China to be grilled over detainment of Uighurs at UN review, Latest World News - The New Paper

China to be grilled over detainment of Uighurs at UN review

This article is more than 12 months old

BEIJING: China will be grilled over its mass detainment of Uighur minorities during a United Nations human rights review tomorrow, with Washington leading demands for Beijing to come clean.

As many as one million ethnic Uighurs and other Muslim minorities are kept in extra-judicial detention in China's fractious far western Xinjiang autonomous region, according to estimates cited by a UN panel.

The centres where they are thought to be detained have come under growing scrutiny this year, with rights activists describing them as political re-education camps. They say members of China's Muslim minorities are held involuntarily for transgressions such as wearing long beards and face veils.

All UN member states must undergo a periodic review by the UN Human Rights Council in Geneva.

China will present a report on its domestic human rights situation and changes made since its last report in 2013, while diplomats will have the opportunity to ask questions - some of which have already been submitted.

One question by the US is: "Can China clarify the basis for its apparent criminalisation of peaceful religious practices as justification to detain people in these political 're-education' camps in Xinjiang, as well as which officials are responsible for this policy?"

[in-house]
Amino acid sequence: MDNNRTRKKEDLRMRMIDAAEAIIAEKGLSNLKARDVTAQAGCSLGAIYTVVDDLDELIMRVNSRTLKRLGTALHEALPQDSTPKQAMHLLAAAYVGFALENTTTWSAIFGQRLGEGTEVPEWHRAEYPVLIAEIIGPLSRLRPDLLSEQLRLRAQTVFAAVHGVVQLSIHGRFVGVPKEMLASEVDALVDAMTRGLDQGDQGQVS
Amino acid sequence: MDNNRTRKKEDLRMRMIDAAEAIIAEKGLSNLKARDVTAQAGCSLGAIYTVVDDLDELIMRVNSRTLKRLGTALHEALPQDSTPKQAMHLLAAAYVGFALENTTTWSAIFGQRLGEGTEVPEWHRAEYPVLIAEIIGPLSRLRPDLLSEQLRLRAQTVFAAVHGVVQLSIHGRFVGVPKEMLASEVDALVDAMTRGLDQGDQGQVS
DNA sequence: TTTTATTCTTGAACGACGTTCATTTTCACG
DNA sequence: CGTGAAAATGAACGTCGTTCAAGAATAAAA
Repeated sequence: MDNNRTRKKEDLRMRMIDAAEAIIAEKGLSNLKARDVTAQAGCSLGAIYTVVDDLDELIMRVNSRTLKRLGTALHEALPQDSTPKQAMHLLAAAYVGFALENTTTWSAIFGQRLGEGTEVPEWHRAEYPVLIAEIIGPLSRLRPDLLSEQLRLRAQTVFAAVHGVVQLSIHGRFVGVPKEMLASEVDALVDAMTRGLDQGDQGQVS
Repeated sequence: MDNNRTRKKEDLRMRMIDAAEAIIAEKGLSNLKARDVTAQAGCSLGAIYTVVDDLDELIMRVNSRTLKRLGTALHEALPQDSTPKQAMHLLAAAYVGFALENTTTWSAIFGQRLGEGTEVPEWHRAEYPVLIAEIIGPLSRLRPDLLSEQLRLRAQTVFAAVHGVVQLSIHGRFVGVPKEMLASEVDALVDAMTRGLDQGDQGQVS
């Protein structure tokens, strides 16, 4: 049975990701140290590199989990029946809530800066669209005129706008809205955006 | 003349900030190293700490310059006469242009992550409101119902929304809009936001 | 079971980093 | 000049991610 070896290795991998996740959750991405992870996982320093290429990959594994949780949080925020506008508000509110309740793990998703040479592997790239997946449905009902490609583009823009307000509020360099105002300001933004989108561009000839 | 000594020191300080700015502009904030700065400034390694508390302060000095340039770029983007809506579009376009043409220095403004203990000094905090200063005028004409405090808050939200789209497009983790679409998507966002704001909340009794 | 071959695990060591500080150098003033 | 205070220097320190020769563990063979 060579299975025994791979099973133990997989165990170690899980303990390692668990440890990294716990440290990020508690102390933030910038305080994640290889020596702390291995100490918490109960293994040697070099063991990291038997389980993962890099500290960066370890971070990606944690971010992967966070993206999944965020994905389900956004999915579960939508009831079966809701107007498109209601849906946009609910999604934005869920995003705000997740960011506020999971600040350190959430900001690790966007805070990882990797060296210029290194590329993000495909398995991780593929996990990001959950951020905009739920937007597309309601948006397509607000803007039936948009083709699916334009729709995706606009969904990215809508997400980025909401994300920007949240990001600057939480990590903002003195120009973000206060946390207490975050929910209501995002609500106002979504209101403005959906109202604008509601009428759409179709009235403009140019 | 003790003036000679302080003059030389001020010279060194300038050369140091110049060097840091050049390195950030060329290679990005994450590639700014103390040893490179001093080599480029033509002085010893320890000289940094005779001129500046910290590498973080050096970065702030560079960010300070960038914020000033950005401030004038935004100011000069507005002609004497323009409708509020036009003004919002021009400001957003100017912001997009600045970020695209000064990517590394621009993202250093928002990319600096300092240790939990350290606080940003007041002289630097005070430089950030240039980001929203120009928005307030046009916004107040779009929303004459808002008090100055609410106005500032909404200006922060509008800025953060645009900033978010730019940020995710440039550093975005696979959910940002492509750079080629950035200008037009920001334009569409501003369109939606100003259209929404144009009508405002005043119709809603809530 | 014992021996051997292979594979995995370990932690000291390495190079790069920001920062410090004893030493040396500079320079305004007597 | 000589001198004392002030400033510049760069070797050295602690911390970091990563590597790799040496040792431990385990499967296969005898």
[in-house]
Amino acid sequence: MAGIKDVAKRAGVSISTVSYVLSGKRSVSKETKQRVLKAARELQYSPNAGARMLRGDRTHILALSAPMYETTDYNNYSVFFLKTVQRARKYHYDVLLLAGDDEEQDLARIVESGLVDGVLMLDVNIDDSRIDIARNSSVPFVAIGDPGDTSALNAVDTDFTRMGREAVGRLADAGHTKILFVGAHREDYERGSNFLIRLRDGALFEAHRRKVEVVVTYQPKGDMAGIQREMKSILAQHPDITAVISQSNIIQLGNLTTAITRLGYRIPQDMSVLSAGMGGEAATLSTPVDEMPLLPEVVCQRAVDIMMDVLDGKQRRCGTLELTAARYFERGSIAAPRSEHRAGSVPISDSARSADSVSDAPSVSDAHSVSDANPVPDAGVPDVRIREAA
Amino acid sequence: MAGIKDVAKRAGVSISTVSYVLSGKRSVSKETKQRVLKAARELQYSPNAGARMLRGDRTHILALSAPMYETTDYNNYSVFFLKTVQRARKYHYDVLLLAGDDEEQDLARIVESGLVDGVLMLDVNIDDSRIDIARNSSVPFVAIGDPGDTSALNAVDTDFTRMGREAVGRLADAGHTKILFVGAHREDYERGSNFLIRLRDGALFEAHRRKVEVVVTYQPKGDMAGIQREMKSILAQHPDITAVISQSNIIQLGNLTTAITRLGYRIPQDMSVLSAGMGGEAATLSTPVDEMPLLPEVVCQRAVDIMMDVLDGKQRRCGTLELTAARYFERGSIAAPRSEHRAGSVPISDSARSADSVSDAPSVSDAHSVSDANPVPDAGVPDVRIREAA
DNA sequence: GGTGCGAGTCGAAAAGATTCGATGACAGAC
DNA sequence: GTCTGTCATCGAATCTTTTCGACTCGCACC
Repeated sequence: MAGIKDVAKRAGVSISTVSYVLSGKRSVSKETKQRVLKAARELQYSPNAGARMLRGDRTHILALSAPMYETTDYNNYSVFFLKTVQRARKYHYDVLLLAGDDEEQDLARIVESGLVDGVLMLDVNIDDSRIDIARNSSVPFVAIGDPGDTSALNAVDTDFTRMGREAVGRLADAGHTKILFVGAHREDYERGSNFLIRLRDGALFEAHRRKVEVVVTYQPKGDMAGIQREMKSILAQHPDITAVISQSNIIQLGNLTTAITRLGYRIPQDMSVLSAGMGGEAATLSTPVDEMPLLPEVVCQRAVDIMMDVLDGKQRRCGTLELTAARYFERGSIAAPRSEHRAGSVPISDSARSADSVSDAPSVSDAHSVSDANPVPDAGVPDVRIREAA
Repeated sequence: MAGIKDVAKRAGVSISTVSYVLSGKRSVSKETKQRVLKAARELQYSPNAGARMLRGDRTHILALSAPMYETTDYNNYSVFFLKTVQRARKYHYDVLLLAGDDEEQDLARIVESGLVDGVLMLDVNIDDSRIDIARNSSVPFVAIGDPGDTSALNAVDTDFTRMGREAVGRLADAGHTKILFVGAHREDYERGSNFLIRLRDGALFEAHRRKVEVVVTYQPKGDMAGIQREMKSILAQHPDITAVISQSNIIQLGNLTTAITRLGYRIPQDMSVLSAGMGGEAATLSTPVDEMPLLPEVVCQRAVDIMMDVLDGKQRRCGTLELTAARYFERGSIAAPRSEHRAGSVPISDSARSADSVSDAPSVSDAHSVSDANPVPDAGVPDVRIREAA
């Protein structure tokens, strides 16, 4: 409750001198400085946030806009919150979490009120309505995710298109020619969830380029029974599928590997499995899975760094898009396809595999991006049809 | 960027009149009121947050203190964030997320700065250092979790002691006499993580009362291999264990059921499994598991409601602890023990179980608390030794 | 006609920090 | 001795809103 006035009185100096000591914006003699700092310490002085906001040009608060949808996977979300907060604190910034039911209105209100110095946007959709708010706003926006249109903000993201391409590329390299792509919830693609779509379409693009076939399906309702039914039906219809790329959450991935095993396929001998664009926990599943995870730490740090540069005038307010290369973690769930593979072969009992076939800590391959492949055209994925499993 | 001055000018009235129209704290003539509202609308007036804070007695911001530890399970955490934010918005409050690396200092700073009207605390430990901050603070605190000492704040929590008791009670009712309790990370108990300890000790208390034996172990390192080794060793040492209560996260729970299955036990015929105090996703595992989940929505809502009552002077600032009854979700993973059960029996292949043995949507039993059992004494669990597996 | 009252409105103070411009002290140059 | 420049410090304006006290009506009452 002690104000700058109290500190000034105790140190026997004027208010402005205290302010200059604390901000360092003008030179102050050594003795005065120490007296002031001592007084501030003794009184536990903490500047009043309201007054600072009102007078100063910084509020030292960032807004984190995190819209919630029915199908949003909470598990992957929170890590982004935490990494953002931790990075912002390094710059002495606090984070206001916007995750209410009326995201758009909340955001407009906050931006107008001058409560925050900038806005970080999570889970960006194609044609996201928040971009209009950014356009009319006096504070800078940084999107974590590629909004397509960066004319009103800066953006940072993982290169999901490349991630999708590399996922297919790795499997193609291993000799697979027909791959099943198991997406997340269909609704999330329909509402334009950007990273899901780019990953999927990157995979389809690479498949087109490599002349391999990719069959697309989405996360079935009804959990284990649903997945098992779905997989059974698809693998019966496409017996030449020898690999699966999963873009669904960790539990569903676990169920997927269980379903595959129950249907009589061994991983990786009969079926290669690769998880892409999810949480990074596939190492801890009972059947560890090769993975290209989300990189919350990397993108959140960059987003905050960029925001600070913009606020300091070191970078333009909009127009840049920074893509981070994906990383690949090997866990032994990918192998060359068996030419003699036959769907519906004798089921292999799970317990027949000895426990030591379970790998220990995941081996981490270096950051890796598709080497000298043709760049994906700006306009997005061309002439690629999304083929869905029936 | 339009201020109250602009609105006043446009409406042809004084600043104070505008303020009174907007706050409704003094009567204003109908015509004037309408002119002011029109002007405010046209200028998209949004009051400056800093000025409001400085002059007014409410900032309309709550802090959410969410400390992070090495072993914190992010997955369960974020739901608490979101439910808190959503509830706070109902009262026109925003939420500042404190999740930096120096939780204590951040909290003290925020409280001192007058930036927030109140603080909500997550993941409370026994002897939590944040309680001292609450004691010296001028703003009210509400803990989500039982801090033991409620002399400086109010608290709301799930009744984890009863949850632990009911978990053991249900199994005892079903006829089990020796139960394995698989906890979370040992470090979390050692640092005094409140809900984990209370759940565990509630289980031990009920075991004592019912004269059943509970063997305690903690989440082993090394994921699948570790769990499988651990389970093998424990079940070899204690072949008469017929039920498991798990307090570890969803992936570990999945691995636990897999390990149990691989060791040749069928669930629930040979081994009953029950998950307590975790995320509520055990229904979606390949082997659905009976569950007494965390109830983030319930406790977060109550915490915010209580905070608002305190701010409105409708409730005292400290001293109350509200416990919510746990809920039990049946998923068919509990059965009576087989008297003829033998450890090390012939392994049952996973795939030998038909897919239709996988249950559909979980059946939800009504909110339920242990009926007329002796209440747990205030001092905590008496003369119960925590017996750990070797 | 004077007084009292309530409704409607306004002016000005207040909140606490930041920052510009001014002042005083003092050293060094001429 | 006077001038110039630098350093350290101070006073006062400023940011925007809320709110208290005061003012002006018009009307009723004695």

Washington also wants Beijing to provide "the number of people involuntarily held in all detention facilities in Xinjiang during the past five years".

The US and Germany have requested UN access to Xinjiang and Tibet to probe allegations of mass detention and restrictions on religious freedoms.

Beijing previously denied the existence of such camps, but now defends them as "vocational education and training centres" where happy students study Mandarin, brush up on job skills and pursue hobbies such as sports and folk dance.

Chinese officials say the facilities are part of efforts to combat terrorism, religious extremism and separatism in Xinjiang following unrest that left hundreds dead in recent years.

But an AFP investigation published in October showed that local authorities had bought gear for the centres, including police batons, electric cattle prods, handcuffs, pepper spray, stun guns and razor wire. - AFP